So yesterday saw the engagement of Prince Harry and Meghan Markle and although many have expressed their congratulations towards the happy couple, as always, there are sceptics amongst the crowds.
Royal weddings, although lovely, are often extortionately priced and this primarily comes out of tax payers money (allegedly) – leading one to question: are they worth the hype?
Wills’ and Kate’s wedding saw a set back of approximately £34 million (so it is rumoured) yet it was also rumoured that it generated around a staggering £2bn towards the economy. Profit margins blew the roof off – yet can we expect to see similar figures next springtime?
How can a wedding bring in so much revenue? Some believe it not to be true, however when you think about the huge boom in tourism (it is thought that the event brought in an extra four million visitors to the UK) – it soon becomes clear just how valuable to the UK economy such proceedings are.
Many, however, remain angered at the announcement and the huge publicity coverage engagements as these generate. Anger turns towards ‘why should taxpayers pay for such affairs?’ With many not seeing how (even if revenue is generated) it will benefit the individual. That is of course, if this soon-to-be wedding will even turn over such high overheads in the first place?
Although a loved public figure, prince Harry is now 5th in the line of succession, soon to be 6th after the announcement that Kate Middleton is pregnant again. Meaning that the upcoming wedding will not nearly be as iconic as the ‘Wills’ and Kate’s’ wedding of 2011. The engagement however, proves iconic in another way. A prince in the direct line of succession marrying a divorced American woman with a black mother, a scenario which would have been unthinkable 20, maybe even 10 years ago. The announcement itself is iconic and will go down in history as symbolising change in traditions if nothing else.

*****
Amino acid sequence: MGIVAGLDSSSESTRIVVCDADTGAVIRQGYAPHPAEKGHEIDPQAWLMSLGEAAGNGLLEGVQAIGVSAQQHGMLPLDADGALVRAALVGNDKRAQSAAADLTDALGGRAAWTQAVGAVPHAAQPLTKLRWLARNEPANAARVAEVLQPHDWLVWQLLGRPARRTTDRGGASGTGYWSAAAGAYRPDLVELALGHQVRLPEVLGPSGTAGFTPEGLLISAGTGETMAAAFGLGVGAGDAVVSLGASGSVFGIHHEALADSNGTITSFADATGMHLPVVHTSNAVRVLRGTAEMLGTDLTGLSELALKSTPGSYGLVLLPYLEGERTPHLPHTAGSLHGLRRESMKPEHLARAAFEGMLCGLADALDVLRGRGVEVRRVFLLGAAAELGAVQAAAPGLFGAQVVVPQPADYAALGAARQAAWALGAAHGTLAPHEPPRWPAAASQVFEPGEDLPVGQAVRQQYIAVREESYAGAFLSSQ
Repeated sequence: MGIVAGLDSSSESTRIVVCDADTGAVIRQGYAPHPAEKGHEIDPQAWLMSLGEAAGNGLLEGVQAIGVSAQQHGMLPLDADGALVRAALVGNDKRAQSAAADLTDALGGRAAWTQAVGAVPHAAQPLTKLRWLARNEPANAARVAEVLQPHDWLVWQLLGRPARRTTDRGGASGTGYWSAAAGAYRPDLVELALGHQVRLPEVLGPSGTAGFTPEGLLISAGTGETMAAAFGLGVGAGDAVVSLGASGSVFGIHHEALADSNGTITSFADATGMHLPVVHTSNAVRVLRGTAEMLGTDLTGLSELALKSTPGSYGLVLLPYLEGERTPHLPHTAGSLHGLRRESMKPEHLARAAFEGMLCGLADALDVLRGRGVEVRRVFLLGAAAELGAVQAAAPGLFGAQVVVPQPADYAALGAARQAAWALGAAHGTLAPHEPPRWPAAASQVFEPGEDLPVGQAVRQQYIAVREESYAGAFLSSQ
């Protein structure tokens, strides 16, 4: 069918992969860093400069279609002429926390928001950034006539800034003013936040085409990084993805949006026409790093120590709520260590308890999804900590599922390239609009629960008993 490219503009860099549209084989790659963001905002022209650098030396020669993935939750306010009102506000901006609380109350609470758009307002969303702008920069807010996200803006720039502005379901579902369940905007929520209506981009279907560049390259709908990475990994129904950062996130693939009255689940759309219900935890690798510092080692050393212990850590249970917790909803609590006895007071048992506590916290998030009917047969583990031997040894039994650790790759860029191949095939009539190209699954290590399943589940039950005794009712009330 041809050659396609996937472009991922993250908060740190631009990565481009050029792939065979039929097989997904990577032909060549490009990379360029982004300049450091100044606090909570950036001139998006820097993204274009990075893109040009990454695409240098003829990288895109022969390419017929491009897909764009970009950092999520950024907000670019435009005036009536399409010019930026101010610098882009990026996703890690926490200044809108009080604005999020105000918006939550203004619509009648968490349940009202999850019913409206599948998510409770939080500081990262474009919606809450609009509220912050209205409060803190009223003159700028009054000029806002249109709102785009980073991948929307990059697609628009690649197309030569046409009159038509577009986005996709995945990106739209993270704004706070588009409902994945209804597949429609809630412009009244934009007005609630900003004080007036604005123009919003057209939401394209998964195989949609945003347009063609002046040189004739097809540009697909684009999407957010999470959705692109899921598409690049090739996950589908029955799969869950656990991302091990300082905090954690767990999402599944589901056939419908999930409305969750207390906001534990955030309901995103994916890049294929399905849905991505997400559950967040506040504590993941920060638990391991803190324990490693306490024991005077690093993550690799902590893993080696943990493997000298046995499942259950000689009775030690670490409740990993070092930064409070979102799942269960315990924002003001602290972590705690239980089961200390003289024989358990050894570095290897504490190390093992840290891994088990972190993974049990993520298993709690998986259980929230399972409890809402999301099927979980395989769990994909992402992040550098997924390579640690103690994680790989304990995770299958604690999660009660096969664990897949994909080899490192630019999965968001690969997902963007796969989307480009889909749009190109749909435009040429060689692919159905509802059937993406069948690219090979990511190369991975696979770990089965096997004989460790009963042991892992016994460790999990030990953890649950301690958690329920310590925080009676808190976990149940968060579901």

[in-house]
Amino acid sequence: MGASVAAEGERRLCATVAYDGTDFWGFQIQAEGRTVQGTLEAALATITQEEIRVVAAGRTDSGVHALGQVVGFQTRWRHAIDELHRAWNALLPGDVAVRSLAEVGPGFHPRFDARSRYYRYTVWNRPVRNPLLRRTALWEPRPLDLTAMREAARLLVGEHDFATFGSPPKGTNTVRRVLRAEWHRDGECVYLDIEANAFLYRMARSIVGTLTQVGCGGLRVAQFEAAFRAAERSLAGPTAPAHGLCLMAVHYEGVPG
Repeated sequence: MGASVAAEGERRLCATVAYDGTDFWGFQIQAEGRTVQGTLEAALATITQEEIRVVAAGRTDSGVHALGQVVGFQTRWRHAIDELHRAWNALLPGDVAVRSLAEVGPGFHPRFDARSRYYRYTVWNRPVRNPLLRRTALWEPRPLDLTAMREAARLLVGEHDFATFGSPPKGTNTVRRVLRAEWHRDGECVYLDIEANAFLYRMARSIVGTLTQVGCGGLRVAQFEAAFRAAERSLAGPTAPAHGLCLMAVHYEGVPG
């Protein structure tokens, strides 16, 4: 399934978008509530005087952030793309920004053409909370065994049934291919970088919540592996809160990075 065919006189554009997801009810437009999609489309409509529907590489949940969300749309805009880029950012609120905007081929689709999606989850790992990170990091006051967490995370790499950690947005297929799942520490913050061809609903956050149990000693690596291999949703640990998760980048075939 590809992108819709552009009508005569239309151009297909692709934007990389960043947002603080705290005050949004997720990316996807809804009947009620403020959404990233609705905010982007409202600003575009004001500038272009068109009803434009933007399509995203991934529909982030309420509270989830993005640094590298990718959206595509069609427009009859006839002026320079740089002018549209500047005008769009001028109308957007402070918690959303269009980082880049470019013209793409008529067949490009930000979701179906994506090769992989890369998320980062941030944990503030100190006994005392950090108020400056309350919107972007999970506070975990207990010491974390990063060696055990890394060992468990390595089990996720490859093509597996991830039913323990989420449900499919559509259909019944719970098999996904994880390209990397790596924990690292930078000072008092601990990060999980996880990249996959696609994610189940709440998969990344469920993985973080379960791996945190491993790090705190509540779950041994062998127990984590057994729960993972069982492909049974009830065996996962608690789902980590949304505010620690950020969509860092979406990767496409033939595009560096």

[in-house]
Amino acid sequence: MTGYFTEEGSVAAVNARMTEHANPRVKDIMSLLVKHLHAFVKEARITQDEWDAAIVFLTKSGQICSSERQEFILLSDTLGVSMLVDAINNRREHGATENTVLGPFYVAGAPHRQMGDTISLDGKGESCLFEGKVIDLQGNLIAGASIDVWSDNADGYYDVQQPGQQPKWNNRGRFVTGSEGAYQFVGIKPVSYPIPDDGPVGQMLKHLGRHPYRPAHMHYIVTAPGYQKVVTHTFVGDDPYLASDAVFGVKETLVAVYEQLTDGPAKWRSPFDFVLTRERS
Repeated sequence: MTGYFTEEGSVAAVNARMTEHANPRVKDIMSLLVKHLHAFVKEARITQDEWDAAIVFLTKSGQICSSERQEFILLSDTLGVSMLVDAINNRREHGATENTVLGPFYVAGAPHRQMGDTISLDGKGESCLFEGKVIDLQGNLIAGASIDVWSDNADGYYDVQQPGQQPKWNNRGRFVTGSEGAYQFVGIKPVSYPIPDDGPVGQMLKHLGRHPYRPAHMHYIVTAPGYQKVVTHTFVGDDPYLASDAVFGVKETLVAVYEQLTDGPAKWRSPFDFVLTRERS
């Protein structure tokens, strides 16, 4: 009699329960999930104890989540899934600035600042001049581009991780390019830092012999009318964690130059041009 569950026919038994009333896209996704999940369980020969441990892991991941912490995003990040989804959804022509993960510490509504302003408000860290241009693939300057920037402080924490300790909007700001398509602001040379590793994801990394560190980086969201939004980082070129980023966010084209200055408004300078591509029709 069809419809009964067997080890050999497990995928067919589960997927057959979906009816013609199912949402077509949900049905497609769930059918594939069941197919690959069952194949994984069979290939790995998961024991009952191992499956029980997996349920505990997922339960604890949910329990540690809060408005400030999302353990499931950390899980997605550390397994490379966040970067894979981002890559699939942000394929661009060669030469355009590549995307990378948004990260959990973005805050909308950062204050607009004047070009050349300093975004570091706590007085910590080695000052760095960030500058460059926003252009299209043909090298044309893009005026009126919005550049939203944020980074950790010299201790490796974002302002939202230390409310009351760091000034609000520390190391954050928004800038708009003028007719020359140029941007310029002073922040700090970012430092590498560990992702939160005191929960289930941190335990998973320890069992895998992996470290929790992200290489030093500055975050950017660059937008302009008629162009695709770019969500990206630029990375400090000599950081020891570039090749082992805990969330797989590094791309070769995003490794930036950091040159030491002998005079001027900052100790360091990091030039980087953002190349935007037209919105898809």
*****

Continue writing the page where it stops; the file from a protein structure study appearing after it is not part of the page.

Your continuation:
Details of the wedding – vital to predicting costs have not yet been released – all we know at present is that it is set to be in spring 2018. The ambiguity is exciting and although the idea is not welcomed by everyone, the hype it has generated has to be admired. We, at present, have no way of knowing exactly how much of this wedding will be at the taxpayers expense, all we can hope that if it is of a high figure – the returns will be worth it.